DWI turn signal?
New report sparks debate on consuming alcohol, driving
National attention on drunk driving has local law enforcement, residents and business owners talking as a report released by the National Academies of Sciences, Engineering and Medicine calls for a more strict blood alcohol restriction when driving.
The report calls for the limit, currently 0.08 percent blood alcohol concentration, to tighten to 0.05, a move which Utah legislators have passed and which New York lawmakers are already considering.
“I would agree with it,” said Washington County Sheriff Larry Mincks. “Any amount of alcohol can affect you. I’m a believer in no drinking and driving whatsoever. A designated driver is the way to go.”
According to the Marietta Municipal Court, 614 citations under the state impairment law, Ohio Revised Code 4511.19, were filed in the court’s records in 2017.
“It affects everybody differently but you can still be a danger on the road even if you’re below the 0.08,” said Lt. Chris Chesar, commander of the Marietta post of the Ohio State Highway Patrol. “That’s why you can still be cited for an (operating a vehicle while impaired). It doesn’t matter if you’re below the limit and still swerving.”
For a 165-pound person, having consumed three 12-ounce beers at a 7 percent alcohol level over two hours, or four glasses of wine at a 13 percent alcohol level in the same time, the blood alcohol level could be expected to reach 0.08 percent.
For that same weight, the individual would reach 0.05 percent with three glasses of the same wine or slightly more than two of the same beers.
The National Transportation Safety Board agreed with the recommendation last week, adding additional recommendations like requiring all those convicted of drunk driving to install a breathalyzer interlock in their car which would prevent ignition without a passing alcohol test.
Chad Blair, a bartender at the Town House in Marietta, said he has taken patrons’ keys before when he’s noticed how intoxicated they have appeared.
“I have no problem cutting someone off or tossing them out if they’re getting rowdy,” he said. “It’s about being aware of it. But we’re not responsible for your choices before you came in here or after you leave either.”
Retired schoolteacher Joe Matheny said he was curious about what science backs the recommendation.
“There are so many factors that go into it, if you’ve eaten today, how much you weigh, that it could be one beer or three depending on the person that puts them over that limit,” he said.
Mary Eddy, owner of the Norwood Tavern, said she’s already dealt with the fallout of the BAC level lowering a decade ago from 0.1 to 0.08 percent.
“I think it’s going back to the days of the prohibition,” she said. “What I would really like to see instead is some Uber drivers in this area because the taxi companies can’t keep up. I don’t think lowering (the legal BAC level) by just a little will make that much of a difference on safety on the roads. But it’s going to be tough on Marietta.”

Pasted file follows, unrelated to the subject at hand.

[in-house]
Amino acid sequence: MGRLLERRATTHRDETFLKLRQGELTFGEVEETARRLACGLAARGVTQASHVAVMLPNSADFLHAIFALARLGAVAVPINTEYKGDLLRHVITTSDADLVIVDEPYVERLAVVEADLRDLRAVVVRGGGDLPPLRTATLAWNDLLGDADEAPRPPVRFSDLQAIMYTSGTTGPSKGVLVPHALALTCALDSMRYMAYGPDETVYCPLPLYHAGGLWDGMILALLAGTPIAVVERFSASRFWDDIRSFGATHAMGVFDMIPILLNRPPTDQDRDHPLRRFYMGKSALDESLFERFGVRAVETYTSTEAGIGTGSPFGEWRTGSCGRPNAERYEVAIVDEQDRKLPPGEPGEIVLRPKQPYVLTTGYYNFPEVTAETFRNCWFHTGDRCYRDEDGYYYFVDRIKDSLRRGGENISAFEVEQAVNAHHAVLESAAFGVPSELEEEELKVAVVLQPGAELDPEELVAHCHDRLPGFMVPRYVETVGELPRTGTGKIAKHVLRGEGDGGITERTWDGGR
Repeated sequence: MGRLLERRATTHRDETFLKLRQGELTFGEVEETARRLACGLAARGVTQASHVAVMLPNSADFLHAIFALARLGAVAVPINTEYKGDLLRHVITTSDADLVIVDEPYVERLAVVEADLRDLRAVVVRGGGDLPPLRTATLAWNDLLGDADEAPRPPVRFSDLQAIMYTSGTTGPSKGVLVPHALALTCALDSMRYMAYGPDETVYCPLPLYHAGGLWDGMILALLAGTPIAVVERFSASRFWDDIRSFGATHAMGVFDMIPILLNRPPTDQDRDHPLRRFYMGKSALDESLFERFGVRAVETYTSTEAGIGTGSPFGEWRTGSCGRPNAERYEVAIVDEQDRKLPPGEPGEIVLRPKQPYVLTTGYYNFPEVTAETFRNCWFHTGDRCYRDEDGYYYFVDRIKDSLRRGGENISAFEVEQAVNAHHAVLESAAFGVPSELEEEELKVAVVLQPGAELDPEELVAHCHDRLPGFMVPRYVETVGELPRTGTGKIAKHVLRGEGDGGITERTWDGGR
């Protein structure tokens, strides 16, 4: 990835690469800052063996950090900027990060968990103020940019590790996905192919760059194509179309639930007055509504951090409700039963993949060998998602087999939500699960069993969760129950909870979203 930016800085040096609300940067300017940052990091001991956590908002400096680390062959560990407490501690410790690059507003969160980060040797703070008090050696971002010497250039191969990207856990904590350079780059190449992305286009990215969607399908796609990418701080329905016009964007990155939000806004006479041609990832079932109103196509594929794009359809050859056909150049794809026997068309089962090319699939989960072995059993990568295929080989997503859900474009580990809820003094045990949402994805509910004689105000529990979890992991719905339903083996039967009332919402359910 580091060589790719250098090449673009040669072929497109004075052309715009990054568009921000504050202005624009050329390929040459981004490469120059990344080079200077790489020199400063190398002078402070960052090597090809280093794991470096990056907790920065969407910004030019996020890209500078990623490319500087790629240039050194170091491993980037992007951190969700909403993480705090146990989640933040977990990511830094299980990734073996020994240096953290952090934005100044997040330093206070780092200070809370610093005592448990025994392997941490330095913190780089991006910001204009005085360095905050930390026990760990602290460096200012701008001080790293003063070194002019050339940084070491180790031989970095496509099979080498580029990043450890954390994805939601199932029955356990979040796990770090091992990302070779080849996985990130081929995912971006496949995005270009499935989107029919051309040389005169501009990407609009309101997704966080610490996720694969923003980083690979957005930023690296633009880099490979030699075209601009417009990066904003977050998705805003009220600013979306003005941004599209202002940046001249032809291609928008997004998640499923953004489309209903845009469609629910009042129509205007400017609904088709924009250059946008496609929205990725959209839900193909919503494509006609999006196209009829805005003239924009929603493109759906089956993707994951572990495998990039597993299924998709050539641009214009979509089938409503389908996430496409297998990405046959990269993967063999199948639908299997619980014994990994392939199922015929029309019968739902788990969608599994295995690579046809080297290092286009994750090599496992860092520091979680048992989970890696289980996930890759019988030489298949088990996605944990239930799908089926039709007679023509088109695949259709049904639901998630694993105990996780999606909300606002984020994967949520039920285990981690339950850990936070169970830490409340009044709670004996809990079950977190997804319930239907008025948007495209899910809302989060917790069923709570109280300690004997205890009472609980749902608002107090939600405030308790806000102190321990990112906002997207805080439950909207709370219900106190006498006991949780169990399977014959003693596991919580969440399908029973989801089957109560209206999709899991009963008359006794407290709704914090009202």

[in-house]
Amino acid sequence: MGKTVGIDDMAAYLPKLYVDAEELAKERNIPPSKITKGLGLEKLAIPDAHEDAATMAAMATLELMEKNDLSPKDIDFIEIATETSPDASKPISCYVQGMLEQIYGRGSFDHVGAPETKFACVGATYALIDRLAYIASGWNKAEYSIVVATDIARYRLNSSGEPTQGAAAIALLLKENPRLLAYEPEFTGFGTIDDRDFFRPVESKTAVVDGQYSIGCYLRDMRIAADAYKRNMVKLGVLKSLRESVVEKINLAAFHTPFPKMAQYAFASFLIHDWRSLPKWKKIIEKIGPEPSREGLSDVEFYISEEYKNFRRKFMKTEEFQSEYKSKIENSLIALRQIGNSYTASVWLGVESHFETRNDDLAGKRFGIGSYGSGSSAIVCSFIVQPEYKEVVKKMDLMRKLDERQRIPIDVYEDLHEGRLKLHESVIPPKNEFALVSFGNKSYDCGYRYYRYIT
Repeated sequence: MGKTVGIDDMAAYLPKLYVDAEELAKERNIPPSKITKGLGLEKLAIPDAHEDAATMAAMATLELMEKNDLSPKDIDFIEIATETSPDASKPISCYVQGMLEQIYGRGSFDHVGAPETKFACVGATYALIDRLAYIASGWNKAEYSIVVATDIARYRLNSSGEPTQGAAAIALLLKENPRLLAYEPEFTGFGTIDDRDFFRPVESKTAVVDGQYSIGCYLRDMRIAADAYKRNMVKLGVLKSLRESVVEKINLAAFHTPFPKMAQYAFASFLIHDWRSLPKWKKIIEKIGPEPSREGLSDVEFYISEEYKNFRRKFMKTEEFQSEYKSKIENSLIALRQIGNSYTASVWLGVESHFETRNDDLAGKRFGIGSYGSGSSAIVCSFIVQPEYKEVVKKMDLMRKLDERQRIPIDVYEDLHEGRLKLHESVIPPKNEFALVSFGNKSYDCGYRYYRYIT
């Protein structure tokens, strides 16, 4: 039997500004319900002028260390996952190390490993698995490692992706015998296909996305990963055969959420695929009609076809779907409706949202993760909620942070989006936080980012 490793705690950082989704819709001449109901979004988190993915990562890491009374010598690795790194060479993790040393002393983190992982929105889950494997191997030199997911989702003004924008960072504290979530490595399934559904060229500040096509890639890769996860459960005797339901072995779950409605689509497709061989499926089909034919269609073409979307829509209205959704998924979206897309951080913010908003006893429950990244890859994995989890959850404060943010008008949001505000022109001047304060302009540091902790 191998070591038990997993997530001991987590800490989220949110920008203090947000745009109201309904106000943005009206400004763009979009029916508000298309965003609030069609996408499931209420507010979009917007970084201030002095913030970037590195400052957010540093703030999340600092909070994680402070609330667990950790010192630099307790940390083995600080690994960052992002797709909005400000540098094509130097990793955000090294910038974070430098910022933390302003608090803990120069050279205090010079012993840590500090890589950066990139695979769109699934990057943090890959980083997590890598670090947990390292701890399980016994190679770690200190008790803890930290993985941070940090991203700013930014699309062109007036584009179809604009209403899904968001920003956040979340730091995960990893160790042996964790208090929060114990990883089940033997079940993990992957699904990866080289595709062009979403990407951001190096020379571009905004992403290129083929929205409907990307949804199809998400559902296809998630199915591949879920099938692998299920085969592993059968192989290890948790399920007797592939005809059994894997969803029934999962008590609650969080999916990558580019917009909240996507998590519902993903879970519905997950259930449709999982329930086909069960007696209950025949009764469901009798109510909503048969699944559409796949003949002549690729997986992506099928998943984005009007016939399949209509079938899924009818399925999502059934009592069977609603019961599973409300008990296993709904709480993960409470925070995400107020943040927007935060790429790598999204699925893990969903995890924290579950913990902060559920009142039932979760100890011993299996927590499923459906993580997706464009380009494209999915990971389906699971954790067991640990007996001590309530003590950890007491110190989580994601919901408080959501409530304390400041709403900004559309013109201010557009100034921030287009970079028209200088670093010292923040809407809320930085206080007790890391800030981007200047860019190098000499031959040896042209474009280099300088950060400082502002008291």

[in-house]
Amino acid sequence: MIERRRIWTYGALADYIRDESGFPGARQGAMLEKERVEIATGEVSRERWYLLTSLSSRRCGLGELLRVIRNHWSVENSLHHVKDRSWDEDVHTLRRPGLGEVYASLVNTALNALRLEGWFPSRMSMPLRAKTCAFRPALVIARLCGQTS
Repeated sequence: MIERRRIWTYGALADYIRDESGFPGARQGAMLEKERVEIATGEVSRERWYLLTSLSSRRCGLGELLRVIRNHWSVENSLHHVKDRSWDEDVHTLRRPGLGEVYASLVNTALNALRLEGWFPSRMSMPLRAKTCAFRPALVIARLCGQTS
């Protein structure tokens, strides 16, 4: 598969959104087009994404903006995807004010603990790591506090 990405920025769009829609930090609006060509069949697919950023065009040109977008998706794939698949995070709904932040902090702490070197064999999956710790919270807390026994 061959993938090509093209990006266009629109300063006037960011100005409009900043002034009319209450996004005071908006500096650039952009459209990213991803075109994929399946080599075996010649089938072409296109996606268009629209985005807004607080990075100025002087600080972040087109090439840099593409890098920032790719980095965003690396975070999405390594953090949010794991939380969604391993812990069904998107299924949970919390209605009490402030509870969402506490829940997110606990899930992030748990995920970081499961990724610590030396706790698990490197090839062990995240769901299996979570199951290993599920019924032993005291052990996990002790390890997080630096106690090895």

Marietta Police Chief Rodney Hupp said in his career as a police officer he has seen how stricter drunk driving laws have affected the town.
“There used to be 17 bars in Marietta,” he said. “There’s no question the drunk driving laws have seriously impacted the businesses… Compared to what we used to see on drunk driving accidents and arrests there aren’t as many, but there’s also not nearly as many bars.”
Hupp said he questions whether enough research has been done on actual impact of lowering the limit.
“Personally if I have something to drink I don’t get behind the wheel… I try to be a responsible individual. But I’m not sure lowering the limit is an effective way to lower deaths from alcohol-related accidents,” he said. “There may be more effective ways of addressing this like looking at ignition locks and changes to requirements for repeat offenders.”
Nathan Matheny, co-owner of the Town House, said he recognizes the role restaurants like his can play and how they can be viewed as responsible when alcohol is involved.
“It’s our responsibility to know, or at least watch where people are at when they walk in until when they leave,” he said. “And to make the call to cut somebody off or offer to call a cab.”
Hupp said regardless of personal feelings, his department and other local agencies are bound to enforce the laws passed down from legislators in Columbus and in Marietta.
Additional Ohio drunken driving restrictions include a limit of 0.04 percent BAC for those driving a commercial vehicle and a limit of 0.02 percent BAC for those under 21 years old.
At a glance
¯ Since 1982, one-third of all traffic fatalities have been due to alcohol-impaired driving.
¯ The National Academies of Sciences, Engineering and Medicine and the National Traffic Safety Board have both published recommendations for lowering the blood alcohol concentration percentage to legally drive from the current 0.08 to 0.05 percent.
¯ To read the full report from the National Academies of Sciences, Engineering and Medicine visit: http://bit.ly/drunkdrivereport.
Source: National Academies of Sciences, Engineering and Medicine.
By the numbers
Blood alcohol calculation examples:
¯ Time: two hours.
¯ Variables: amount of consumption, percentage of alcohol per drink and weight of individual.
¯ 130 pounds: Three 12-ounce beers, 7 percent alcohol = 0.11 percent BAC.
¯ 165 pounds: Three 12-ounce beers, 7 percent alcohol = 0.08 percent BAC.
¯ 210 pounds: Four 12-ounce beers, 7 percent alcohol = 0.09 percent BAC.
Source: Cleveland Clinic Blood Alcohol Content Calculator.